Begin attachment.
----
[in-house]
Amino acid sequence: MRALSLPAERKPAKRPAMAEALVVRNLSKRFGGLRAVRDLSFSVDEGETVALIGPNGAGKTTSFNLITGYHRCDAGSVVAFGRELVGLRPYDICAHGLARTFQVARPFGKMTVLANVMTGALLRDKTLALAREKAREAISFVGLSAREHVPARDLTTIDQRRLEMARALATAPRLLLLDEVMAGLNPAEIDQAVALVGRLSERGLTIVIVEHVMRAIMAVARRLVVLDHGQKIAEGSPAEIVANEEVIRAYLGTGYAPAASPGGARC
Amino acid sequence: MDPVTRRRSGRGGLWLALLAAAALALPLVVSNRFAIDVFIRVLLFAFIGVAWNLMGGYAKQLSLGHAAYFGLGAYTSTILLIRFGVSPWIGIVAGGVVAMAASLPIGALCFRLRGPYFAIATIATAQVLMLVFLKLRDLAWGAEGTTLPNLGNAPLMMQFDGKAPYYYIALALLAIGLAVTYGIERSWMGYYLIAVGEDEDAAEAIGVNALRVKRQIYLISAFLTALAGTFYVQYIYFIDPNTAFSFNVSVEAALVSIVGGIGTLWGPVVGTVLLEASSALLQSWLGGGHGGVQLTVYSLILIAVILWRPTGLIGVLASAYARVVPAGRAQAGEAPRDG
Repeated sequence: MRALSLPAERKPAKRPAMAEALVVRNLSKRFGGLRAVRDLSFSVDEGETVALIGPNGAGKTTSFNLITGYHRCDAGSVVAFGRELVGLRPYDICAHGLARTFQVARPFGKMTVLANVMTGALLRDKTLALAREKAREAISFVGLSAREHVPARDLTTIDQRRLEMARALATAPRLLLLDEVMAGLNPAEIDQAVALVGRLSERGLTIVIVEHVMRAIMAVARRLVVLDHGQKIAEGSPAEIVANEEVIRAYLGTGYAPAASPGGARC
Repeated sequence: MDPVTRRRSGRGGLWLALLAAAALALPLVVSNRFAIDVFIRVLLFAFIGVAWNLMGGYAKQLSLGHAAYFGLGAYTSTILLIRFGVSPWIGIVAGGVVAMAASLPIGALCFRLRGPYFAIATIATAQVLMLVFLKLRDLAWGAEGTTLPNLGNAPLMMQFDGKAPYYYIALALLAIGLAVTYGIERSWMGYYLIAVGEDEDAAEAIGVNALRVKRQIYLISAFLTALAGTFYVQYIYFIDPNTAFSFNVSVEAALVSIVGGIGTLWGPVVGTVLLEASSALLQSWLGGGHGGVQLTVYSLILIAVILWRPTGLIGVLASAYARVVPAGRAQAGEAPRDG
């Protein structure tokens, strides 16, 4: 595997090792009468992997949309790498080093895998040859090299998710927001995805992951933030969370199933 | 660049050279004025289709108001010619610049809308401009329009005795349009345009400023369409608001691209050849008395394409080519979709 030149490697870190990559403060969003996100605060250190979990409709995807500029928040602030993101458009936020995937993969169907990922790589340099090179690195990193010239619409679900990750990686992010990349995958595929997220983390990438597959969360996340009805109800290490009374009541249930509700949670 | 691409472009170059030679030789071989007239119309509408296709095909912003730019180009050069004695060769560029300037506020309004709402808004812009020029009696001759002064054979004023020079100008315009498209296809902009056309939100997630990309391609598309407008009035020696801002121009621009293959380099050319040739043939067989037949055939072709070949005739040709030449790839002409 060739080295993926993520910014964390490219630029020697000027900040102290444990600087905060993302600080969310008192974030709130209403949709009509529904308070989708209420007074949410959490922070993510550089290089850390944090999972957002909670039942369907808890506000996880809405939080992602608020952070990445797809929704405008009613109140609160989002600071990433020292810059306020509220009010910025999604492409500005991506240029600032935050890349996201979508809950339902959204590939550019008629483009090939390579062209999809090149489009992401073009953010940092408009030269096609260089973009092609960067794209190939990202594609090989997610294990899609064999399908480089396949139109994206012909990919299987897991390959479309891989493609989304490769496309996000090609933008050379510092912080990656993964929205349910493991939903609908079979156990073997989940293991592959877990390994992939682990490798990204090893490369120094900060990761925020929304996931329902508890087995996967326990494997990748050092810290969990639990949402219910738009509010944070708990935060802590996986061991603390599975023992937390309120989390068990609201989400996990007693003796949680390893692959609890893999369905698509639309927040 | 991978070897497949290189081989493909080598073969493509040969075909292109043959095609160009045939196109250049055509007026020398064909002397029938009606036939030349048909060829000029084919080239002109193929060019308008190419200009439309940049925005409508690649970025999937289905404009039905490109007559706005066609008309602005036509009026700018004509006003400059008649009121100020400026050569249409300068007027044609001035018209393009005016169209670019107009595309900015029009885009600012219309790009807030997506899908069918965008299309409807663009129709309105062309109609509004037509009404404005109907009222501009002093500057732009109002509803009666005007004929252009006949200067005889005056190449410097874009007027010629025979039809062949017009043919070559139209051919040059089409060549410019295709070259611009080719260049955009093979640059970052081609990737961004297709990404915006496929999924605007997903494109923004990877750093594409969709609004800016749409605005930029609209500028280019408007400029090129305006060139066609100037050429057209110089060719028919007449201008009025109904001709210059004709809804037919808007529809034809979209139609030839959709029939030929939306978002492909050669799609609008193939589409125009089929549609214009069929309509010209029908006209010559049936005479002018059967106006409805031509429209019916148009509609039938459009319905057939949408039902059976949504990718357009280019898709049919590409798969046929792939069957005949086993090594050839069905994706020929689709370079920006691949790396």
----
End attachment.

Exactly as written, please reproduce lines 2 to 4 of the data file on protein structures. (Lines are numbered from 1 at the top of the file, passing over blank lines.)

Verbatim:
Amino acid sequence: MRALSLPAERKPAKRPAMAEALVVRNLSKRFGGLRAVRDLSFSVDEGETVALIGPNGAGKTTSFNLITGYHRCDAGSVVAFGRELVGLRPYDICAHGLARTFQVARPFGKMTVLANVMTGALLRDKTLALAREKAREAISFVGLSAREHVPARDLTTIDQRRLEMARALATAPRLLLLDEVMAGLNPAEIDQAVALVGRLSERGLTIVIVEHVMRAIMAVARRLVVLDHGQKIAEGSPAEIVANEEVIRAYLGTGYAPAASPGGARC
Amino acid sequence: MDPVTRRRSGRGGLWLALLAAAALALPLVVSNRFAIDVFIRVLLFAFIGVAWNLMGGYAKQLSLGHAAYFGLGAYTSTILLIRFGVSPWIGIVAGGVVAMAASLPIGALCFRLRGPYFAIATIATAQVLMLVFLKLRDLAWGAEGTTLPNLGNAPLMMQFDGKAPYYYIALALLAIGLAVTYGIERSWMGYYLIAVGEDEDAAEAIGVNALRVKRQIYLISAFLTALAGTFYVQYIYFIDPNTAFSFNVSVEAALVSIVGGIGTLWGPVVGTVLLEASSALLQSWLGGGHGGVQLTVYSLILIAVILWRPTGLIGVLASAYARVVPAGRAQAGEAPRDG
Repeated sequence: MRALSLPAERKPAKRPAMAEALVVRNLSKRFGGLRAVRDLSFSVDEGETVALIGPNGAGKTTSFNLITGYHRCDAGSVVAFGRELVGLRPYDICAHGLARTFQVARPFGKMTVLANVMTGALLRDKTLALAREKAREAISFVGLSAREHVPARDLTTIDQRRLEMARALATAPRLLLLDEVMAGLNPAEIDQAVALVGRLSERGLTIVIVEHVMRAIMAVARRLVVLDHGQKIAEGSPAEIVANEEVIRAYLGTGYAPAASPGGARC